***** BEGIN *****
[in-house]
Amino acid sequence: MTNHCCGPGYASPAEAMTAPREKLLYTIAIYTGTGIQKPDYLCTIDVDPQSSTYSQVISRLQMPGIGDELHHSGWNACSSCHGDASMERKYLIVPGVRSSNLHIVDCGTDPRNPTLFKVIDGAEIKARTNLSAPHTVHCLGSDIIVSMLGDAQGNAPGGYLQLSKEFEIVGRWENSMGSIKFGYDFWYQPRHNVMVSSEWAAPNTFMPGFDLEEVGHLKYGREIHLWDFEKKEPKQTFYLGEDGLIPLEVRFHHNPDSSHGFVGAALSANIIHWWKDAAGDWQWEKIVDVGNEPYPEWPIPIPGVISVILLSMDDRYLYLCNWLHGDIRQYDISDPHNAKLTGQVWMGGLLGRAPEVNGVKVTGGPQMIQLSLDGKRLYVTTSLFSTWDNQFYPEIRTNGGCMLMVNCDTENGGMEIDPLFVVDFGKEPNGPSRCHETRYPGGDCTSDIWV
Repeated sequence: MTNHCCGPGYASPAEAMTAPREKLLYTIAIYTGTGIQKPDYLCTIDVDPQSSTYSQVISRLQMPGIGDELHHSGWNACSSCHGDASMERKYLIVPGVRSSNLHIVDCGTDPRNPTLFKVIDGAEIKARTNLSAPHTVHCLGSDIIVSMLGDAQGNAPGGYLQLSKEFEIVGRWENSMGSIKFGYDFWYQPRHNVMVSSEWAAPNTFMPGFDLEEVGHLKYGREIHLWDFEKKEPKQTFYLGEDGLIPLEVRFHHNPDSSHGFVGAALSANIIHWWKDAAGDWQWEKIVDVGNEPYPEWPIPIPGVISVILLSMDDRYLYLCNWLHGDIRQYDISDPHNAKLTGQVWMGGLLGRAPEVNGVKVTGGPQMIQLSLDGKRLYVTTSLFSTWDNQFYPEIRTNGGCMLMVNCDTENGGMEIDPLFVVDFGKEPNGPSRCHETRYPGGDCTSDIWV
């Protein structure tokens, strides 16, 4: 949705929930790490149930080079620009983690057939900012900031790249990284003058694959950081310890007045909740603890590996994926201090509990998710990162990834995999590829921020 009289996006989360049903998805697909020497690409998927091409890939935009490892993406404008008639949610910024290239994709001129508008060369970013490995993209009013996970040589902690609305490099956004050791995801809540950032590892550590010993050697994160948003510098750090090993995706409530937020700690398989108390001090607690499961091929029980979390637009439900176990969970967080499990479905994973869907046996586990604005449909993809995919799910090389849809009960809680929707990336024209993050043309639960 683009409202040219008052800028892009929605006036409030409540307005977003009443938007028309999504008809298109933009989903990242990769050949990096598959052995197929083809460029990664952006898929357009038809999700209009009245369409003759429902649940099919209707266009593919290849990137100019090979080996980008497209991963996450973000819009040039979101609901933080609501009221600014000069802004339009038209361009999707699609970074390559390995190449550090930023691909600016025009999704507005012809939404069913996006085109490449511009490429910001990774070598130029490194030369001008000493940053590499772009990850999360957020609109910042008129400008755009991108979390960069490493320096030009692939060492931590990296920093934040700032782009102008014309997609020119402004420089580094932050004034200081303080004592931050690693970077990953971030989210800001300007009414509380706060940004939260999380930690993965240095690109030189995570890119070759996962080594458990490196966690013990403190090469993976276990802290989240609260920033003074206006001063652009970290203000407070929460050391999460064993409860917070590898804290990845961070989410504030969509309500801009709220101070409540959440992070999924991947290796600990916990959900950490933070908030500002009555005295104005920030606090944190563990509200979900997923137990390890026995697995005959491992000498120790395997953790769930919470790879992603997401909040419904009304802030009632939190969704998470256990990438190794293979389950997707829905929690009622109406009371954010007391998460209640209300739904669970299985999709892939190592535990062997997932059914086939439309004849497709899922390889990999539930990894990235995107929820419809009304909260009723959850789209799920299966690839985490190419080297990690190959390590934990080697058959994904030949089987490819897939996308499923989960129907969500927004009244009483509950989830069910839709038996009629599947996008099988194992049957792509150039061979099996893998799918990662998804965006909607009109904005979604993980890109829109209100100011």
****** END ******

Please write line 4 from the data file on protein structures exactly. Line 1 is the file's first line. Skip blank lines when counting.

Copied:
């Protein structure tokens, strides 16, 4: 949705929930790490149930080079620009983690057939900012900031790249990284003058694959950081310890007045909740603890590996994926201090509990998710990162990834995999590829921020 009289996006989360049903998805697909020497690409998927091409890939935009490892993406404008008639949610910024290239994709001129508008060369970013490995993209009013996970040589902690609305490099956004050791995801809540950032590892550590010993050697994160948003510098750090090993995706409530937020700690398989108390001090607690499961091929029980979390637009439900176990969970967080499990479905994973869907046996586990604005449909993809995919799910090389849809009960809680929707990336024209993050043309639960 683009409202040219008052800028892009929605006036409030409540307005977003009443938007028309999504008809298109933009989903990242990769050949990096598959052995197929083809460029990664952006898929357009038809999700209009009245369409003759429902649940099919209707266009593919290849990137100019090979080996980008497209991963996450973000819009040039979101609901933080609501009221600014000069802004339009038209361009999707699609970074390559390995190449550090930023691909600016025009999704507005012809939404069913996006085109490449511009490429910001990774070598130029490194030369001008000493940053590499772009990850999360957020609109910042008129400008755009991108979390960069490493320096030009692939060492931590990296920093934040700032782009102008014309997609020119402004420089580094932050004034200081303080004592931050690693970077990953971030989210800001300007009414509380706060940004939260999380930690993965240095690109030189995570890119070759996962080594458990490196966690013990403190090469993976276990802290989240609260920033003074206006001063652009970290203000407070929460050391999460064993409860917070590898804290990845961070989410504030969509309500801009709220101070409540959440992070999924991947290796600990916990959900950490933070908030500002009555005295104005920030606090944190563990509200979900997923137990390890026995697995005959491992000498120790395997953790769930919470790879992603997401909040419904009304802030009632939190969704998470256990990438190794293979389950997707829905929690009622109406009371954010007391998460209640209300739904669970299985999709892939190592535990062997997932059914086939439309004849497709899922390889990999539930990894990235995107929820419809009304909260009723959850789209799920299966690839985490190419080297990690190959390590934990080697058959994904030949089987490819897939996308499923989960129907969500927004009244009483509950989830069910839709038996009629599947996008099988194992049957792509150039061979099996893998799918990662998804965006909607009109904005979604993980890109829109209100100011």